Using the capabilities of Salesforce DX you can enable some neat tricks. Such as displaying your org configuration in your Bash prompt:


But, first, a little background …

The Salesforce DX CLI provides some powerful capabilities for tracking your Salesforce org. When you login with sfdx force:auth:web:login (-a <alias> lets you alias the org) your credentials are encrypted and stored locally. When running subsequent commands, you can append -u <username|alias> to the command to target an org. Since the CLI stores the refresh token, it can generate a new access token automatically.

Two additional things you should understand are:

  1. The dev hub org vs the default org

  2. Global vs local orgs

The dev hub org is the production org you esignate as the hub to track all of your scratch orgs. (In the future the dev hub will do more.) Some of the CLI commands (i.e. sfdx force:org:create) run against the dev hub org. The default org is the org all other commands run against (i.e. sfdx force:apex:execute).

The Salesforce DX CLI lets you set global orgs for the dev hub and your default org. This means that when you run the commands without -u it will target those global orgs. That is, unless your local workspace has specified a local dev hub org or default org, in which case it will use the local orgs. You can set defaults using sfdx force:config:set or when you create a scratch org using -s (i.e. sfdx force:org:create -s).

While these capabilities are powerful, it can be difficult to keep track which org your currently tracking.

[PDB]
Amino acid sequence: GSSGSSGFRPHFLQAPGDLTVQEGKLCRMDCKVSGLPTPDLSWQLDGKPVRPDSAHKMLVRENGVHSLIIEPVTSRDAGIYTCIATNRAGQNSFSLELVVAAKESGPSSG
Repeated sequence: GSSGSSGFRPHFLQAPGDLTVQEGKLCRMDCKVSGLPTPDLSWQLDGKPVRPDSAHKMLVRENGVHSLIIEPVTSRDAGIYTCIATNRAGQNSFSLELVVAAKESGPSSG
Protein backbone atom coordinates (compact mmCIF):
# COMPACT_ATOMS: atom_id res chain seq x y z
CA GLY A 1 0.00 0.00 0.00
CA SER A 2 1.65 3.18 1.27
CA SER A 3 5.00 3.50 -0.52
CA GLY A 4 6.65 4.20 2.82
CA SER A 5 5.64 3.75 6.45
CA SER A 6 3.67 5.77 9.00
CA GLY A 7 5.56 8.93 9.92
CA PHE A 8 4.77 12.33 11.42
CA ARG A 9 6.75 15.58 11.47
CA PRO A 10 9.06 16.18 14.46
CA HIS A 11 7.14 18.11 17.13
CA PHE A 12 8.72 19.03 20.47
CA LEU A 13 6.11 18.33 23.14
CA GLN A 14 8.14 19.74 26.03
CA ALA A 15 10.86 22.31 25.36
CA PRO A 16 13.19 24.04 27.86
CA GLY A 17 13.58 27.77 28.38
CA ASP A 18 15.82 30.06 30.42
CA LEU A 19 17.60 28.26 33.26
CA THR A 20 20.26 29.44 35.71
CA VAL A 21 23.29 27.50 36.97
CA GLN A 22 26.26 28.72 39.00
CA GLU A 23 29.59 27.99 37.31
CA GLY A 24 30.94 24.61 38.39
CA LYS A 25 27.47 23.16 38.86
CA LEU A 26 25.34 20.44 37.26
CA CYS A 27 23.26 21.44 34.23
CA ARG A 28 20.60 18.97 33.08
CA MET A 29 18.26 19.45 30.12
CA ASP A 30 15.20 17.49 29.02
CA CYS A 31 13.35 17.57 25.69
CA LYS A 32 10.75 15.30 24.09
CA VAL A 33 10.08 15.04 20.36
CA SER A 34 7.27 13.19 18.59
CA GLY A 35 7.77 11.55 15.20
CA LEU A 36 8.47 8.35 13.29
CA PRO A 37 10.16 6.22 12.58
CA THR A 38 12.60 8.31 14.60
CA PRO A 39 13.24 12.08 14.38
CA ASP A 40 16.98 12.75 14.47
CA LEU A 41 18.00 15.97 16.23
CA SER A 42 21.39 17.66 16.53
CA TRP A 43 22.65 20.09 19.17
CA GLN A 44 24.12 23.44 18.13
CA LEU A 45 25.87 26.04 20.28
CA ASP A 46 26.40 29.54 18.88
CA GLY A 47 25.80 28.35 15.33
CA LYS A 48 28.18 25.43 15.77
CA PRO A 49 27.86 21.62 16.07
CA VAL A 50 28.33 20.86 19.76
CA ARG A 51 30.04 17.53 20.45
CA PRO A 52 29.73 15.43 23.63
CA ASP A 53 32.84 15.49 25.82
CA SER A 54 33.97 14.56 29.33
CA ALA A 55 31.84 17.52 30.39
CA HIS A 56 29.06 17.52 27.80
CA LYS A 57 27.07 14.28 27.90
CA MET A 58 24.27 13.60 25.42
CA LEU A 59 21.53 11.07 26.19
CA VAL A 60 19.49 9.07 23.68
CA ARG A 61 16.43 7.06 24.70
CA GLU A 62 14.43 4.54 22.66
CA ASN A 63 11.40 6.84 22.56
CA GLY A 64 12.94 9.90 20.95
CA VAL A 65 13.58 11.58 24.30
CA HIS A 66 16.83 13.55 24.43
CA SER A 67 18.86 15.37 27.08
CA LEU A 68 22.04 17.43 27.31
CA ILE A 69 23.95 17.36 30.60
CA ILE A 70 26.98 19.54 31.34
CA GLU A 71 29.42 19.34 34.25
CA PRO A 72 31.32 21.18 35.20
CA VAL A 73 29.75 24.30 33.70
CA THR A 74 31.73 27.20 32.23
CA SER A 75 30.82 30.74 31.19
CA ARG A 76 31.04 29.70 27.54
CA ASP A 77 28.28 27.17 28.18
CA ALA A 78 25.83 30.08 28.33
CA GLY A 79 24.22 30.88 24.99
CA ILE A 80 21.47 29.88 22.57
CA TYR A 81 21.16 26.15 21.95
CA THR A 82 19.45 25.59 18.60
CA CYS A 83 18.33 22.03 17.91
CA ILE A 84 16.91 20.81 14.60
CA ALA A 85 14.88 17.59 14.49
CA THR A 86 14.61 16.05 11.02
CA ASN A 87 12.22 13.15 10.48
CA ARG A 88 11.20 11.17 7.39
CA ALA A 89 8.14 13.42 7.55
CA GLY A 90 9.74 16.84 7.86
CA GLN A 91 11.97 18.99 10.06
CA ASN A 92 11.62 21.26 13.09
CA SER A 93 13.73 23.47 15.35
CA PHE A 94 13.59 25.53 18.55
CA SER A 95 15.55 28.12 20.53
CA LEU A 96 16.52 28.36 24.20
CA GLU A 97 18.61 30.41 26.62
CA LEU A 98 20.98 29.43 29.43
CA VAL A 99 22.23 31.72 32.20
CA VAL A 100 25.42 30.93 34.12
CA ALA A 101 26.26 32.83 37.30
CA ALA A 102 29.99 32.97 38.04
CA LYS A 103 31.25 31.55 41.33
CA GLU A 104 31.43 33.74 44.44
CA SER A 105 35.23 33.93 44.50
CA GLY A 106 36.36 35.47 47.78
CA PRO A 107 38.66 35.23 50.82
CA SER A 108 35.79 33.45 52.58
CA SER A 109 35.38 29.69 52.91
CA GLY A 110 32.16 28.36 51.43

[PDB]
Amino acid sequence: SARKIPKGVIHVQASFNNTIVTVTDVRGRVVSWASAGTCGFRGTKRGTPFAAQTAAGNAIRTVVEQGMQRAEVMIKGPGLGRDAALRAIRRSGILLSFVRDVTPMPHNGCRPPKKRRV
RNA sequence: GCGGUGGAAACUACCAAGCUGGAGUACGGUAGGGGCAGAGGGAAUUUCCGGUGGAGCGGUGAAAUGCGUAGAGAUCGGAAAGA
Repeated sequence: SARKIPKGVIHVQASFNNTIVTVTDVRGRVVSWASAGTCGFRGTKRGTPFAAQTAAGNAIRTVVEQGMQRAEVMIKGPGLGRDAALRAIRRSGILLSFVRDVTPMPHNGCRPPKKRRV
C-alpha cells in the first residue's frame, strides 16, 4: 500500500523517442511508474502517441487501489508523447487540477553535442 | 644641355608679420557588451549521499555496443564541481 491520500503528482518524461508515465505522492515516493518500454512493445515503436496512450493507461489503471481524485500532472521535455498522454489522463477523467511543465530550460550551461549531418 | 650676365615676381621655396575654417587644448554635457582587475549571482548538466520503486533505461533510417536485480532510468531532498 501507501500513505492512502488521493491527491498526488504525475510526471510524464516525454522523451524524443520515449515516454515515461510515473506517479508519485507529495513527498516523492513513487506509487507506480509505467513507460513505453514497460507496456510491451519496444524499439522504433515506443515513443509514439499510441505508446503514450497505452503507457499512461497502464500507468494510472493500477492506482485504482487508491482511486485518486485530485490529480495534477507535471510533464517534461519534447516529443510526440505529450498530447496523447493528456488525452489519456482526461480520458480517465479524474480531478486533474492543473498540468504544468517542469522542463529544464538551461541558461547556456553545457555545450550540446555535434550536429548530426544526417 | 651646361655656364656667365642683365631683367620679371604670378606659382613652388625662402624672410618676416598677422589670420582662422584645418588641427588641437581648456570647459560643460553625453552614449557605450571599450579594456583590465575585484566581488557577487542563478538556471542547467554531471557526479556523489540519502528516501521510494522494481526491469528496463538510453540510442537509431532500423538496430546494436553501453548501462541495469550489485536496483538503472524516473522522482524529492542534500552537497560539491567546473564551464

To solve this, I’ve updated my .bash_profile to display the dev hub org and default org. If it doesn’t find a local org for the workspace it will display the global org.

Here’s the .bash_profile code:

It’s not 100% perfect, but it’s extremely useful. Now, the same information could be determine with sfdx force:config:list with the advantage that it’s 100% accurate (my script isn’t accurate in workspace subdirectories, for example), but there’s still some latency we need to workout of the CLI. When that latency is resolved I’ll update to use that command.

Note: this script uses files directly that, frankly, you shouldn’t use. Note that we may change these files at any point. Please do not base anything important on these files directly. Instead, use the CLI.

I hope you find this useful!

Special thanks to Chris Wall (@cwallatx), an amazing architect and developer on the Salesforce DX team, for the inspiration!